The addition of olaparib and bevacizumab to the ovarian cancer armamentarium marked the first new therapies approved for the treatment of ovarian cancer in almost a decade. Yet, only short-term survival gains have been achieved and long-term survival has remained stubbornly low, with 5-year rates of just 45%.Broadly, ovarian tumors are classed according to the anatomic structures from which they are presumed to originate. Between 90% and 95% of cases are epithelial ovarian carcinomas, while nonepithelial tumors such as sex cord-stromal tumors and malignant ovarian germ cell tumors are considerably rarer.
Epithelial ovarian cancers can be further divided into several different histological subtypes. Most common are serous tumors, responsible for at least 65% of epithelial ovarian cancer cases, followed by endometrioid, mucinous, and clear cell. Historically, it was thought that epithelial ovarian carcinomas were all derived from the ovarian surface epithelium but more recent studies have defined a new model of carcinogenesis that divides epithelial ovarian cancers into 2 categories, designated as type I and type II.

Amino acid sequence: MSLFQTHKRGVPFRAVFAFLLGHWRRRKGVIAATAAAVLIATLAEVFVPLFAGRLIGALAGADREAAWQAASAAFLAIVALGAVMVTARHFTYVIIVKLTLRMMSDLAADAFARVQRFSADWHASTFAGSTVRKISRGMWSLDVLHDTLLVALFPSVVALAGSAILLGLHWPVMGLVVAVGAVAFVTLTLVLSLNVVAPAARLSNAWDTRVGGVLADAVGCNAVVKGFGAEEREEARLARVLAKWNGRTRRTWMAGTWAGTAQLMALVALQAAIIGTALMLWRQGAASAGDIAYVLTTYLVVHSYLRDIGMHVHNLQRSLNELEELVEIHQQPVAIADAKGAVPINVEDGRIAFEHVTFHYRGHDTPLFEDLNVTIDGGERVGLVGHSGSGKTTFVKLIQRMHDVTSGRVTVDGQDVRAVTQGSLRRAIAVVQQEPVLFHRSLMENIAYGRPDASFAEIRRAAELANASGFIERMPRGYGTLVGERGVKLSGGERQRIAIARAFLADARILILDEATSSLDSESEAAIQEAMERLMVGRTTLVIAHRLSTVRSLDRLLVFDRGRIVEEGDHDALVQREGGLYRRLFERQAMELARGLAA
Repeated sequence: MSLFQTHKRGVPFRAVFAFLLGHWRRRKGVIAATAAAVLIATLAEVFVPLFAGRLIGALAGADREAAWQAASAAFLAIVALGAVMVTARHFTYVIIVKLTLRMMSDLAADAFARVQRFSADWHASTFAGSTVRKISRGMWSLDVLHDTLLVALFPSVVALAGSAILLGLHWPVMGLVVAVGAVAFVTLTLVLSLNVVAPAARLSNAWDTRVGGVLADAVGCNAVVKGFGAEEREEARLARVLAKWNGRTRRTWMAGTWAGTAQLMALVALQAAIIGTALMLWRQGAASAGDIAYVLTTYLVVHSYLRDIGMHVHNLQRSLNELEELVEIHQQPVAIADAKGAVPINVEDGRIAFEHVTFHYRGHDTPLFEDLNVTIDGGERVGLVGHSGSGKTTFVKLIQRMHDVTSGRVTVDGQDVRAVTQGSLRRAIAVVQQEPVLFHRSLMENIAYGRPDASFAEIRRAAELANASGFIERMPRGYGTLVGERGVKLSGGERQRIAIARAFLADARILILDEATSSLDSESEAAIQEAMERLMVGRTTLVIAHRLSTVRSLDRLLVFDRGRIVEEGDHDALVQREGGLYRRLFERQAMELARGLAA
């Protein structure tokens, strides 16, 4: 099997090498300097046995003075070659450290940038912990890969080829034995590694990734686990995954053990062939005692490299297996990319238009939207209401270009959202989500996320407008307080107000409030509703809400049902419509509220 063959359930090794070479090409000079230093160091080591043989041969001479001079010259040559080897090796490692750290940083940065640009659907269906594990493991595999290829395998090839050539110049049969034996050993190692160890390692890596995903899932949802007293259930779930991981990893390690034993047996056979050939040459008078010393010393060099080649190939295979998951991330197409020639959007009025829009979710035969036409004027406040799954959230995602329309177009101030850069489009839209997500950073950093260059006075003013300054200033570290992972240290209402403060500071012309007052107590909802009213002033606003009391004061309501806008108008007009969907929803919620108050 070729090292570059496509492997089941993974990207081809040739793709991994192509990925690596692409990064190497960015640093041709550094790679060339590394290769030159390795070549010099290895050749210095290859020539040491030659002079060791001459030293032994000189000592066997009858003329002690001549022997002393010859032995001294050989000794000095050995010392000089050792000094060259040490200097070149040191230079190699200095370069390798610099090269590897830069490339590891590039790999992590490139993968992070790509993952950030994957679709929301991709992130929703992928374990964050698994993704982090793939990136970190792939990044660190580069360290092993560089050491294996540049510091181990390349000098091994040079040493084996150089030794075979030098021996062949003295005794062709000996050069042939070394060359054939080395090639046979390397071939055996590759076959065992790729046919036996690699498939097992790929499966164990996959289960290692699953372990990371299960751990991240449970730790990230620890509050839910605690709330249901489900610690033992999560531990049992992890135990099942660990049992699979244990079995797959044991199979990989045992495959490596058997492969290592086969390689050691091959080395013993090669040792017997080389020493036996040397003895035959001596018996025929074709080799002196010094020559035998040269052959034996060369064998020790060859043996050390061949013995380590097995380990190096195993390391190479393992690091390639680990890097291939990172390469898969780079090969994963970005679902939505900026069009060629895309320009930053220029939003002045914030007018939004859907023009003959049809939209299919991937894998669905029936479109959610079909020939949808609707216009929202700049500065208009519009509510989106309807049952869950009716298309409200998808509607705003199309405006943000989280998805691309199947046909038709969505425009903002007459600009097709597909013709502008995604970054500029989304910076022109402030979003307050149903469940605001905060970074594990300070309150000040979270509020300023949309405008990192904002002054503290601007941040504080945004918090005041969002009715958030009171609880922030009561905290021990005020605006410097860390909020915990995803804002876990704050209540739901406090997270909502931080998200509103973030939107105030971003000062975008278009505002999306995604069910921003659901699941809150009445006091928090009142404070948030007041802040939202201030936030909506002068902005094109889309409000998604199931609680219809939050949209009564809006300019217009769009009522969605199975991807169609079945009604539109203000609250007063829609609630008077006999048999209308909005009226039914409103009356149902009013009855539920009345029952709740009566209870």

Type I tumors consist of low-grade serous, mucinous, endometrioid, and clear cell tumors, for which precursor lesions within the ovary have been clearly described. Type II tumors include predominantly high-grade serous cancers (HGSCs) as well as carcinosarcomas and high-grade endometrioid and poorly differentiated ovarian cancers.
Precursor ovarian lesions have not been well described for this group of tumors, and it is now thought that they can arise from the epithelium of both the ovarian surface and the fallopian tube. In addition to their histological differences, ovarian cancers also display distinct clinical behaviors.
Type II tumors are typically much more aggressive and more often found at an advanced stage, but they respond well to chemotherapy, with an average response rate of 70%. Type I tumors are more indolent, and are frequently identified earlier on in the course of disease, but are significantly more chemoresistant with a response rate of less than 30%.
Genomic Chaos in High-Grade Serous Subtype
Despite these histological and clinical differences, ovarian cancers are still tarred with the same brush when it comes to treatment. However, genome sequencing studies are beginning to reveal unique molecular underpinnings that might offer a path to more individualized treatments.Since HGSC represent the vast majority of ovarian cancer cases, these have largely been the focus of molecular studies. In 2011, The Cancer Genome Atlas (TCGA) Research Project published a comprehensive analysis of 489 HGSC samples, which included whole-exome sequencing on more than 300 tumor samples and matched normal pairs.